Closed open research

I find it odd/annoying when I’m asked to participate in a research study about open practice, then the consent form for the study says that all identifying information will be removed and my contribution will be anonymous. To me this is a huge contradiction. The study is looking at practices that I do in the open, and yet my participation in the study itself is not allowed to be open.

Sure, some participants in the study may want to be anonymous, but as a participant shouldn’t I be the one that makes that choice? If anonymity does not affect the study itself (that is, there is no harm in identification, and no risk that my self-disclosing causes the identification of someone else that doesn’t self-disclose), then I should be given the choice. It should not be required that I not be identified.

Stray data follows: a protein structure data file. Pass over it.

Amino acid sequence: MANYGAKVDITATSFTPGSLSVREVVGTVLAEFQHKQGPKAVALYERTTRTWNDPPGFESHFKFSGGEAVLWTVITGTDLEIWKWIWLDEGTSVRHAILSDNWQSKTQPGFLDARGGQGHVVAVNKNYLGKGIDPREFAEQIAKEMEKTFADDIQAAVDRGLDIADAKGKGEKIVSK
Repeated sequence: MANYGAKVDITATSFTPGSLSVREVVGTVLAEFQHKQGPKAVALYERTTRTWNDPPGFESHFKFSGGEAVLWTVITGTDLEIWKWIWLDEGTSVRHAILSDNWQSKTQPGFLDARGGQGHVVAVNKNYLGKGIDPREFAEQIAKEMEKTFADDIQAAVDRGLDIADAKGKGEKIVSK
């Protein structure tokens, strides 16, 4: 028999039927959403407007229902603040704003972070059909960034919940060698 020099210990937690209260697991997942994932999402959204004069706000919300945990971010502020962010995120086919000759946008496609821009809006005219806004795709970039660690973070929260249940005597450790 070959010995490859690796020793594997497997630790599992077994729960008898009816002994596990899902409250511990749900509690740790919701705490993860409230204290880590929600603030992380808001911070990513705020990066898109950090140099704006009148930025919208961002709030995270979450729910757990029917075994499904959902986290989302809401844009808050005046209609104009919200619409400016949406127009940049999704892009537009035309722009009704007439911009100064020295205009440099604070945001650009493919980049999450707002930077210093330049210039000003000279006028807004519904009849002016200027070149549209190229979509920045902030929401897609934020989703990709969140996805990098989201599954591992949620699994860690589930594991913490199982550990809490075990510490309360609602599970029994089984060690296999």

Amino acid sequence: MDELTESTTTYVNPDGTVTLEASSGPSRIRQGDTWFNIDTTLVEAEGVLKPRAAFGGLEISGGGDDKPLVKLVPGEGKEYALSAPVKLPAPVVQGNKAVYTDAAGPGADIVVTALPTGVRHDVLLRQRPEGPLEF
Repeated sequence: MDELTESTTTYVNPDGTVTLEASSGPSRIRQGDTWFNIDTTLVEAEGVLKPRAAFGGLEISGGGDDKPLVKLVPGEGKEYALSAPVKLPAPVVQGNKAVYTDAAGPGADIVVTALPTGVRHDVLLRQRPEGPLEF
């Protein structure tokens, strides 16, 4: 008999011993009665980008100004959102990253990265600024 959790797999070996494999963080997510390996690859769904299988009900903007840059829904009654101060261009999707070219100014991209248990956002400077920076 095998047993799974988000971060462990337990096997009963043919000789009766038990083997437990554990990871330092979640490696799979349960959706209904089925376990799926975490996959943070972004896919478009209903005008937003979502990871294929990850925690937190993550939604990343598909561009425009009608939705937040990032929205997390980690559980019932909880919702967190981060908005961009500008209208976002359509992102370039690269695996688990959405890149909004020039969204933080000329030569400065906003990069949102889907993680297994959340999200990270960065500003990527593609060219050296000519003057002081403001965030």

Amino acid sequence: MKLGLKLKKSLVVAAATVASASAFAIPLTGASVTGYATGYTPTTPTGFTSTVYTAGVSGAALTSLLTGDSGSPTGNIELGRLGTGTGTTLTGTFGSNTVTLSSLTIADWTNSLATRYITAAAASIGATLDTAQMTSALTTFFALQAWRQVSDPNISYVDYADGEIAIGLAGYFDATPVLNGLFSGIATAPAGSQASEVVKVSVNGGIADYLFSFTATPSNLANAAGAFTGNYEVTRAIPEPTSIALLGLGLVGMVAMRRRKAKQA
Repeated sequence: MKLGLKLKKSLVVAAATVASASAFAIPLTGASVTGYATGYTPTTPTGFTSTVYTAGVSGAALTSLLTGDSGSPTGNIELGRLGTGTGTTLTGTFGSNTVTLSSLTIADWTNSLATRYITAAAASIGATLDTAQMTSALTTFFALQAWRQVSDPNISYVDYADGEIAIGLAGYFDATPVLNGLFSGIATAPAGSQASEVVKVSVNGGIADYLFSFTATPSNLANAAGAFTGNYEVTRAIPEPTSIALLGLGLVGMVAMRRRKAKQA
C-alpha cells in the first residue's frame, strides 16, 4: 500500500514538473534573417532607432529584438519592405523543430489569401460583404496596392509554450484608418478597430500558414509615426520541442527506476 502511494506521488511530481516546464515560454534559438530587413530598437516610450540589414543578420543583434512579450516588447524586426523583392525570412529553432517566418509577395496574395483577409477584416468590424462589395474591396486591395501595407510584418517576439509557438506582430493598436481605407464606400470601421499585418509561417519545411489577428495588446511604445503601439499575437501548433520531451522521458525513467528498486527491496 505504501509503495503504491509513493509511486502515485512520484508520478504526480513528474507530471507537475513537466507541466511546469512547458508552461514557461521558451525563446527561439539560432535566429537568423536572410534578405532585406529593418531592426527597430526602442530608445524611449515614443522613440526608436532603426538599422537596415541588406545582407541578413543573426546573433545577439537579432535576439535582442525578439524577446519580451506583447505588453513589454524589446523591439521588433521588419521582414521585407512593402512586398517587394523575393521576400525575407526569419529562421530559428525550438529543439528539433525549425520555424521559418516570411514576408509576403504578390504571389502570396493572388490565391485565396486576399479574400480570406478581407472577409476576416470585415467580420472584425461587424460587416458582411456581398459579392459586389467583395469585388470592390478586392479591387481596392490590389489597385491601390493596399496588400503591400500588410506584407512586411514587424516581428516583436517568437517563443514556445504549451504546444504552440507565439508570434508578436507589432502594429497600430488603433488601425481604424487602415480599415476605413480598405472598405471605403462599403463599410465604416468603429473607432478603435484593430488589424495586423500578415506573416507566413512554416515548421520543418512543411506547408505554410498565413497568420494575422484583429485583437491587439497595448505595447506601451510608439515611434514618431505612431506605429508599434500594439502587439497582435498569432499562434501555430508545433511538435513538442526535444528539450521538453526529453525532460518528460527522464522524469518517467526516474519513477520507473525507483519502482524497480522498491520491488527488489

The internet and participation in open practices is making this issue more poignant. I want to shout out to all IRBs and researchers: Your research participants should be given the  choice of how they are identified in your research. You may actually be doing more harm by not identifying your participants – as you are taking their words and ideas and melding them into your research and not attributing them to the participants themselves. If there is no harm to other research participants, there is no reason to require that I not be identified.

So, yes, I’m happy to participate in the study, but I am the one that gets to choose how my words are attributed.

One response

  1. […] up my pilot study one participant, Rebecca Hogue, someone who identifies herself as a selfOER, blogged about her objection to being asked to participate anonymously in such a […]

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